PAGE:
How much time should a CEO spend on publicity?

PR chief Giles Fraser explores the trade off between modern, open leadership and risk.

by Giles Fraser
Last Updated: 01 Oct 2018

Hardly a day goes by when a CEO isn’t vilified in traditional or social media for some comment, slip-up or transgression. For many, the question must be not if but when it is their turn to be in the firing line. What, many will ask, is the point of building up my profile when it just increases my chances of being attacked if I make a mistake?

In my experience, despite these concerns, the case for investment in good CEO communications remains stronger than ever. Research suggests that customers are more inclined to buy products and services from a company if they approve of the leader. (I oversaw a research project three years ago that found 75% of business people thought a CEO’s reputation influenced how customers felt about a company).

But the type of leadership that generates approval has changed. Today it is much more about being empathetic and approachable, being concerned about broader society and being willing to interact via social and otherwise. The days of the macho, corner-office CEO emerging once a quarter to pronounce have long gone.

If you’re taking over leadership of an organisation, then how much time to spend on PR and communications is an important decision because there will be many other tasks competing for your time. There will be a degree of scrutiny and expectation that he or she hasn’t experienced. This decision will, for most, be further complicated by the growing importance and immediacy of social media as the prime platform for staff, customers and influencers.

In my opinion, there are three key elements to consider: narrative, tone-of-voice and choice of channels.


These days, observers expect the CEO narrative to be about more than numbers, unless the business is in turn-around. In addition to views on product innovation, customer needs and market trends, corporate purpose and social responsibility are also vital ingredients.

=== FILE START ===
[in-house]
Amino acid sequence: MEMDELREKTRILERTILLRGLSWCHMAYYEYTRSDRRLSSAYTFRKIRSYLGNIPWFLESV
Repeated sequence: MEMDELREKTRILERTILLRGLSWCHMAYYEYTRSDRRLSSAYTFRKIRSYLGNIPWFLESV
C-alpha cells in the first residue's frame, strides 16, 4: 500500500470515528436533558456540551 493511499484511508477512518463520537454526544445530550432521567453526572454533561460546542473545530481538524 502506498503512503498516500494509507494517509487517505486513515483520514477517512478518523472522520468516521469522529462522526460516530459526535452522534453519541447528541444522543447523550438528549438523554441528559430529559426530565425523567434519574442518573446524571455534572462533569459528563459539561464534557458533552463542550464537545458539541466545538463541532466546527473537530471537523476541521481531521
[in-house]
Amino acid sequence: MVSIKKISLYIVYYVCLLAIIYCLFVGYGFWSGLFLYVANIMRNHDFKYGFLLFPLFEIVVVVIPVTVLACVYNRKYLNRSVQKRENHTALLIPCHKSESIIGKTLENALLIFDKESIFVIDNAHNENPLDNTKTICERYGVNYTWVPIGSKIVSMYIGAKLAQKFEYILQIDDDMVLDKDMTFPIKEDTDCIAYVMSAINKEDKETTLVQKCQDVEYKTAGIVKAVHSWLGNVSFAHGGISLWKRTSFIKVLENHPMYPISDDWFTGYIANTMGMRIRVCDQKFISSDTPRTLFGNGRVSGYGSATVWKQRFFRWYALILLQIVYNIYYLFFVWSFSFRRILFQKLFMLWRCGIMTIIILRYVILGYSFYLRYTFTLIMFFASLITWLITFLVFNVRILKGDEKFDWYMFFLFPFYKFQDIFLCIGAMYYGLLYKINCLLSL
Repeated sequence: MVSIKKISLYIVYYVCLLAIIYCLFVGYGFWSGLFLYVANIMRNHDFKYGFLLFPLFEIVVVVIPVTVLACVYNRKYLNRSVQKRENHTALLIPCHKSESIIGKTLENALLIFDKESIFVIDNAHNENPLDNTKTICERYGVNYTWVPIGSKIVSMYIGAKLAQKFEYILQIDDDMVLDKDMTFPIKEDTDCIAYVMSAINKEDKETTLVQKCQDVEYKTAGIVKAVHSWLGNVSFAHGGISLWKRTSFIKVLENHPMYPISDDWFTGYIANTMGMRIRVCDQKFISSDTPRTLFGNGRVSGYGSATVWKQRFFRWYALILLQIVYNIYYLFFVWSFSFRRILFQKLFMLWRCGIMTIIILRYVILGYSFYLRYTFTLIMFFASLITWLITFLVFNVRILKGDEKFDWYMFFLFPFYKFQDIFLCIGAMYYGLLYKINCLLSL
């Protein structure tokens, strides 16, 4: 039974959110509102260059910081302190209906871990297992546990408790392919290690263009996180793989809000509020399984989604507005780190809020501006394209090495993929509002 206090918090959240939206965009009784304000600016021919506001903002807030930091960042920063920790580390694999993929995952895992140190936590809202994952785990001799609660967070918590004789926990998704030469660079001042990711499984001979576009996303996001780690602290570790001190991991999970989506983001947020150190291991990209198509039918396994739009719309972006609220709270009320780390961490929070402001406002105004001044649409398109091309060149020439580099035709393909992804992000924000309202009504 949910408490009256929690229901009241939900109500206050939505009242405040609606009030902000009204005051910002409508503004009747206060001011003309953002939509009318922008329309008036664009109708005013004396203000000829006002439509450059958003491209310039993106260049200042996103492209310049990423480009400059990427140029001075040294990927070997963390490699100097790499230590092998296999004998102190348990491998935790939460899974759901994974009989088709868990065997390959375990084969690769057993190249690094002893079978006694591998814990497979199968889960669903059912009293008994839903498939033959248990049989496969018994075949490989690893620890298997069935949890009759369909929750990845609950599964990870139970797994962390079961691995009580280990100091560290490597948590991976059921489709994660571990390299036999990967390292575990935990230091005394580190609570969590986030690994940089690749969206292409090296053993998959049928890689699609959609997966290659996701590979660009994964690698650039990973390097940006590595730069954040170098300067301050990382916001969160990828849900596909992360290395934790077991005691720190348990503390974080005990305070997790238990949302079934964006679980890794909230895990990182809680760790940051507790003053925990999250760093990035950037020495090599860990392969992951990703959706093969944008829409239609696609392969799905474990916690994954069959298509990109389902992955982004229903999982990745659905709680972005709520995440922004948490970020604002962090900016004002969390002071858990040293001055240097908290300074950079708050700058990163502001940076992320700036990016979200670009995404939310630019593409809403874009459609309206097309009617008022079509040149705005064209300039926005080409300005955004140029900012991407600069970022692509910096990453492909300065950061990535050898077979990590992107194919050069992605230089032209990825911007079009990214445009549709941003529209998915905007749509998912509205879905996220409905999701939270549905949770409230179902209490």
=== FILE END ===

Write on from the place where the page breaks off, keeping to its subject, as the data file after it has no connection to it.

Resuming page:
Consumers, especially millennials, expect businesses to be aware of their impact on the planet and to rectify any shortcomings.

The question is how much to dial the narrative up, especially in the early months. Too little makes the CEO look uncaring and remote; too much and he or she looks self-important and/or distracted from the task at hand.

Tone of voice

Tone of voice also requires some careful thought. A balance needs to be sought between confidence and empathy.

Leaders need to be confident enough to give their views on issues and trends concerning the future of commerce, society and the planet and these need to be distinctive in some way for the world to take note. The more distinctive and forthright they are, the greater the airtime they will command –but the risk is higher.

Conversely a demonstration of empathy demands some humility, a willingness to engage with staff and consumers whether via social or face-to-face, and to be seen to listen and respond. And it goes without saying that there are risks inherent when engaging with customers online.

‘Permission to engage’ is also therefore a consideration for tone of voice - too formal or, at the other extreme, too ‘matey’, can be both be a turn-off.


Finally, the CEO needs to prioritise his or her channels of communications carefully. Those who are naturally communicative and confident can use social to talk about both their business – and, in some cases, their personal lives. This can increase the CEO’s authenticity and generate greater goodwill amongst stakeholders that may be useful when things go wrong.

Others may prefer to focus on smaller, more traditional face-to-face communications like staff birthday breakfasts, blogger dinners or personal profiles with favoured media. In this latter case the CEO will be relying on these third parties to pass on his or her messages.

Many CEOs, of course, will embrace both routes and more besides. The key is to find a mix of platforms and channels that suit both the strengths and preferences of the CEO and the needs of the marketplace. And, if they really want to minimise their external communications, they need to find a #2 who relishes it.

In short, a strong personal profile is a pre-requisite to CEO success in the modern business world, but there is no way a CEO can avoid some of the risks associated with personal PR. Of course, good advice and support from the corporate comms team can help minimise risk, but not all of it.

 However, if the CEO can show a little of what he or she is really like through PR and communications then, when trouble strikes, they will be more likely to be given the benefit of the doubt and thus live to fight another day.

Giles Fraser is co-founder of Brands2Life

Image credit: 3910743/Pixabay


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